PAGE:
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HOLDEN CAULFIELD. The narrator-protagonist of the novel, Holden is a classic rebel of literature--though misguided and without direction. He particularly hates "phonies," and just about everyone he runs into are classified as such; Holden, too, is a bit of a phony, often pretending to be something he is not. He also hates dishonesty, hypocrites, athletes, and people in a position of power. His relationships with women are also unusual, and he suffers from a typical case of teenage lust when in their presence. His directionless lifestyle is best seen from his academic failures and his aimless wandering about New York City. He dreams of leaving the northeast, but he scorns those (his older brother) who have actually taken this step.
PHOEBE CAULFIELD. Holden practically idolizes his 10 year old sister, an intelligent focused girl whose maturity sometimes seems to surpass Holden's. Faithful and concerned for her brother's welfare, she gives good advice willingly, which Holden rarely follows.
ROBERT ACKLEY. Holden's next-door neighbor while at Pencey, he is disliked by all, primarily because of his extreme unhygienic habits.
WARD STRADLATER. Holden hates Stradlater, who is everything that Holden detests. Handsome, tall, athletic, vain and successful with women, Stradlater particularly angers Holden when he goes out with Jane Gallagher, who Holden admires. He cons Holden into writing an essay for him, and when it doesn't impress him, Stradlater punches Holden in the nose.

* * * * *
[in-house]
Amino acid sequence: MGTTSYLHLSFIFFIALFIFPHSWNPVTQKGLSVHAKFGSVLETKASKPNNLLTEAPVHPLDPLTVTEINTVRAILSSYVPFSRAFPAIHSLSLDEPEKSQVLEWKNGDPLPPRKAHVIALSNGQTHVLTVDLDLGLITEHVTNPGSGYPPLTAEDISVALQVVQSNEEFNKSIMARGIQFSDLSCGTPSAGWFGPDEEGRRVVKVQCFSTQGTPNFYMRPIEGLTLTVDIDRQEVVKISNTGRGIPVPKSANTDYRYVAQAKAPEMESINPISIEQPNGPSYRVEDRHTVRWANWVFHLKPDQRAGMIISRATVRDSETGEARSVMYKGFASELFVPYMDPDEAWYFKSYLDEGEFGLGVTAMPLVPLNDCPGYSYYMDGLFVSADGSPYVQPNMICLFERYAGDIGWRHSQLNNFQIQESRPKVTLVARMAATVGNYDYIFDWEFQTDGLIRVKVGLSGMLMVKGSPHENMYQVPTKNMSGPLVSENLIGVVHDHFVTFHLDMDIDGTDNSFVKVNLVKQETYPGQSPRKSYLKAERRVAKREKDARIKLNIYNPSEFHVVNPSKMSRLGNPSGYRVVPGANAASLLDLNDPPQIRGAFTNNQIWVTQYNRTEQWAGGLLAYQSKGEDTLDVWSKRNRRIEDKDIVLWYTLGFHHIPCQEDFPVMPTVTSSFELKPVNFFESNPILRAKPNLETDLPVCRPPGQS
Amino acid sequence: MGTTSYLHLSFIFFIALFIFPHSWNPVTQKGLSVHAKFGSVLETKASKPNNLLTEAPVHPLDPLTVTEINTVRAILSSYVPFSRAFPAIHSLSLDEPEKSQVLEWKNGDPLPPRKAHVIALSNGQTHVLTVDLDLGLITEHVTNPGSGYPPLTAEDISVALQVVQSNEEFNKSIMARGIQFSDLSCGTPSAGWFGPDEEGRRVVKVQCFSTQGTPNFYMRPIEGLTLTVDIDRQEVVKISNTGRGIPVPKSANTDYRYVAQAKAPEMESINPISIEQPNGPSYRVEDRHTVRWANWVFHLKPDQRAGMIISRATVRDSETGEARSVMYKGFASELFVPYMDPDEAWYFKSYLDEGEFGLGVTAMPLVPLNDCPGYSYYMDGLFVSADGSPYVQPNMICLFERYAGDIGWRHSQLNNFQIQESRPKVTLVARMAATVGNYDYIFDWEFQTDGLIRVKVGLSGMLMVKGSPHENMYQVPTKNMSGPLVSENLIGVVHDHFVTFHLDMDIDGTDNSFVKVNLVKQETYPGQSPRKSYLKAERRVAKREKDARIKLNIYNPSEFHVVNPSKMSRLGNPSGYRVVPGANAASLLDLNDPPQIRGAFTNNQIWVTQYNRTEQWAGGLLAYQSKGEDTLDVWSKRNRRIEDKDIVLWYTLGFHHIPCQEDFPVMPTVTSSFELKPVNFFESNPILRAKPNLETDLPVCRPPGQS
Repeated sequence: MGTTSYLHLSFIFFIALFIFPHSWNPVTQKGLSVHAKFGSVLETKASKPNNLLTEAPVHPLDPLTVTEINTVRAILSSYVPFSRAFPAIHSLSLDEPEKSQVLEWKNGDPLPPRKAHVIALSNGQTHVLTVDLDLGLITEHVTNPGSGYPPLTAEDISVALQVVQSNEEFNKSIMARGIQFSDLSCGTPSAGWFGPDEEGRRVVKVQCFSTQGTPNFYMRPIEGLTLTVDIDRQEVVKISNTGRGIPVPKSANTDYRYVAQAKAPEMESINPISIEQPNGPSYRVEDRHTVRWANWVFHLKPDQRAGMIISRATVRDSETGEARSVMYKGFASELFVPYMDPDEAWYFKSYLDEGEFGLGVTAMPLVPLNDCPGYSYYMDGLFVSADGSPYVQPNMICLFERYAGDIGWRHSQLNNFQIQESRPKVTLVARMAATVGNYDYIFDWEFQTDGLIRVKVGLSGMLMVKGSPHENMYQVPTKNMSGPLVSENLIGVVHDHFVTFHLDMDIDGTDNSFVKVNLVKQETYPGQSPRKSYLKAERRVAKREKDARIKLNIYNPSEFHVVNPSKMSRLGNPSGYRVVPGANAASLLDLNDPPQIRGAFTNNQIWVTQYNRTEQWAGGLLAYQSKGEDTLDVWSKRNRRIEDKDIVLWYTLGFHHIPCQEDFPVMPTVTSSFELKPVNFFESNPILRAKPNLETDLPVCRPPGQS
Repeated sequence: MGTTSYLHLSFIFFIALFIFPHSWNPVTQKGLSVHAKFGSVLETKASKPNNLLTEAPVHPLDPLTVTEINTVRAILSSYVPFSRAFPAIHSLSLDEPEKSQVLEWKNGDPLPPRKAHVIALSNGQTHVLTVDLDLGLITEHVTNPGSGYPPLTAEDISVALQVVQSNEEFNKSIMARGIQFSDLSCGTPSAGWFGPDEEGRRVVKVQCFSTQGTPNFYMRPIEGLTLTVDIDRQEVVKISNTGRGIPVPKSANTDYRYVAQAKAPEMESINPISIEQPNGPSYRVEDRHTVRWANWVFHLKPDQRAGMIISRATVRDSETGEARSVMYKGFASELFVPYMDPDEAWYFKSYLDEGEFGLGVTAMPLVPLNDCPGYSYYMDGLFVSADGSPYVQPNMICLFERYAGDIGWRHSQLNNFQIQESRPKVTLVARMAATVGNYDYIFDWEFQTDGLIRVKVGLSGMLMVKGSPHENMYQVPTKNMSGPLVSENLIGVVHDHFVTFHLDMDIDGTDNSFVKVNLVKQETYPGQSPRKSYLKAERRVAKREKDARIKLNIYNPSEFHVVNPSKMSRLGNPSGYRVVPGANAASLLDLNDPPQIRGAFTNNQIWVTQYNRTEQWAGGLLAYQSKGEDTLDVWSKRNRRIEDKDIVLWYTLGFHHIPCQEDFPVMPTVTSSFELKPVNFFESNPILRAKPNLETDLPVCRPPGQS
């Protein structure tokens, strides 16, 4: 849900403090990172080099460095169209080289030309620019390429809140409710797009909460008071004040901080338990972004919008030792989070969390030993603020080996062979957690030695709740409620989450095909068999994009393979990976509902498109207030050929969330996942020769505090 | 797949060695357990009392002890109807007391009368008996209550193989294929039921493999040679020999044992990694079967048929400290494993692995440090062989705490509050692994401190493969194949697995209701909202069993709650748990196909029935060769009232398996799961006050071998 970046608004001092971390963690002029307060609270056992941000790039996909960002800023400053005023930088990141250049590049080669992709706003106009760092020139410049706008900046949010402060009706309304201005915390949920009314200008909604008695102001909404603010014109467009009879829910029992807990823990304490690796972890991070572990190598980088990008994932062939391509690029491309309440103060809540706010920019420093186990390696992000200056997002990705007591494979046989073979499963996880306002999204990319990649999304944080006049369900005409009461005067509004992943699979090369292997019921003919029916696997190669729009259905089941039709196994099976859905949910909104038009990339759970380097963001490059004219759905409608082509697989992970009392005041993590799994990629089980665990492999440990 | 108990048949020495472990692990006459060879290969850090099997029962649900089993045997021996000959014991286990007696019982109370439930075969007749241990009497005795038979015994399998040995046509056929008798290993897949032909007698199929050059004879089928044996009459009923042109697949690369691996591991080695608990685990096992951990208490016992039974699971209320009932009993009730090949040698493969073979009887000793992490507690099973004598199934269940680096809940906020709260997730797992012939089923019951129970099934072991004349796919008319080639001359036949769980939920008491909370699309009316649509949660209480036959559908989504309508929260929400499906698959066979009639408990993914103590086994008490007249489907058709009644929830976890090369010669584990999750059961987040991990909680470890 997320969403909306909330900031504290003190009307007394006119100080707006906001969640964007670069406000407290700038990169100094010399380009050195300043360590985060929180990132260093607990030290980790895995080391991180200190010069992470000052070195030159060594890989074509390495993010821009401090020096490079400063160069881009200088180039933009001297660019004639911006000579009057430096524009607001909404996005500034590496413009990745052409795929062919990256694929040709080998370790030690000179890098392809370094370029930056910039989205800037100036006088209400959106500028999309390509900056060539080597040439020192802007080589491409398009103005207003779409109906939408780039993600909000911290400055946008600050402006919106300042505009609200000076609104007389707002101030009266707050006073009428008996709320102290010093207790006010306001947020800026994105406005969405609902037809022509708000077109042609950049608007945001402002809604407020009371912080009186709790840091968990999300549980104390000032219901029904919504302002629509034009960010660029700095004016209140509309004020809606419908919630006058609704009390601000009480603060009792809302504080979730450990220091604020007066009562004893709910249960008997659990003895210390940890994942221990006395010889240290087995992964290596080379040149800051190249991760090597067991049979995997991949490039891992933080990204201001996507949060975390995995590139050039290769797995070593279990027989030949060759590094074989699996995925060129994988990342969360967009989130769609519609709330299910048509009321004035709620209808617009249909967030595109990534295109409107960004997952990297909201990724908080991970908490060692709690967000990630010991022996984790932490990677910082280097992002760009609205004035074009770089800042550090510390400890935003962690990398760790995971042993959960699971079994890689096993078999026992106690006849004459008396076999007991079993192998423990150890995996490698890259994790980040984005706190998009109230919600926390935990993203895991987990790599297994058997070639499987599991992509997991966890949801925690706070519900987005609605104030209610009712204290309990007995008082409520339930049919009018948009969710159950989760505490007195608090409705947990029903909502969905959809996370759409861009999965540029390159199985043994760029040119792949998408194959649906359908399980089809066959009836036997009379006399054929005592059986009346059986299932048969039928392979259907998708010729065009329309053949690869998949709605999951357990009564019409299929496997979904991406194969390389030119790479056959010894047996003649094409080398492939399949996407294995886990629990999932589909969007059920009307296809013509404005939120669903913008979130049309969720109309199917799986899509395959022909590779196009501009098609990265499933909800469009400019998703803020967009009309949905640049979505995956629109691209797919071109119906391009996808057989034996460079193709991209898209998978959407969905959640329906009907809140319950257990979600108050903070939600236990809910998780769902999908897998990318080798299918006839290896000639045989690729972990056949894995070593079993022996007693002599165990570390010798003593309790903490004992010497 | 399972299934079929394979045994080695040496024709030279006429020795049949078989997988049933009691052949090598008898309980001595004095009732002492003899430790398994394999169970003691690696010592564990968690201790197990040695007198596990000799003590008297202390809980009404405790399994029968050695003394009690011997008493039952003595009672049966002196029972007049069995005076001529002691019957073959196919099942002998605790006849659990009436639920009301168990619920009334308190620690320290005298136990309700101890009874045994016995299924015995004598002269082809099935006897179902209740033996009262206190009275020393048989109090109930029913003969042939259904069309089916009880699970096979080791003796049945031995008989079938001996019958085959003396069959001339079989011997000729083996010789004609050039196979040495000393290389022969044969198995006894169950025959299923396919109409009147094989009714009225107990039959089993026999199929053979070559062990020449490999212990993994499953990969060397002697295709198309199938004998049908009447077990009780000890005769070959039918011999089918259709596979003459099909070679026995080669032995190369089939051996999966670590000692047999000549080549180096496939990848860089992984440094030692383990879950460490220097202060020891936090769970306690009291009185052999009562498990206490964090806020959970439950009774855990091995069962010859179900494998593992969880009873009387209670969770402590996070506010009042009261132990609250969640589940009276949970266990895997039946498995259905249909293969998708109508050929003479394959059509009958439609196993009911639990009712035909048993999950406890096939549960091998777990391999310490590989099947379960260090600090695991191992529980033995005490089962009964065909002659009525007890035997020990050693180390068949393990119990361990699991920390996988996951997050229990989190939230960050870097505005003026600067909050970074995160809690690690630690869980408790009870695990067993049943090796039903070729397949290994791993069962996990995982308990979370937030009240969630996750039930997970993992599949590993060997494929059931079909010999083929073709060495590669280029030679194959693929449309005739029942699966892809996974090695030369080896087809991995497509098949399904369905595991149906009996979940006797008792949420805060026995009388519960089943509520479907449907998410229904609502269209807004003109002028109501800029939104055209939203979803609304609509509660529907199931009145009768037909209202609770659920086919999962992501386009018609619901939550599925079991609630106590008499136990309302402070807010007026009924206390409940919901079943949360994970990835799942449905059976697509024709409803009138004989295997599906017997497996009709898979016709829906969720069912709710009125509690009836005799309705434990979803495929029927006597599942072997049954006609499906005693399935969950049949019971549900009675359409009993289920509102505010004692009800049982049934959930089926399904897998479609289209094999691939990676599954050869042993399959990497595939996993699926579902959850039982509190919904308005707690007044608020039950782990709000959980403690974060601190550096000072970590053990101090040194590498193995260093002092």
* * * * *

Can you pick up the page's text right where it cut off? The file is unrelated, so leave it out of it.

MR. SPENCER. Although he is Holden's favorite teacher at Pencey, Holden has little respect for Spencer's old fashioned beliefs (or his aging body). Holden takes the time to visit Spencer, who seems to like Holden and obviously cares about his academic future, but Holden leaves as soon as possible after Spencer's warnings hit the mark.
MR. ANDOLINI. Holden's favorite teacher from a previous prep school, Holden attempts to spend the night at his house, getting some good advice from Andolini in the process. But when Holden awakes in the middle of the night to find Andolini rubbing his head, Holden perceives it as a homosexual advance. Or was it? Nevertheless, the act only makes Holden more mistrustful of adults.
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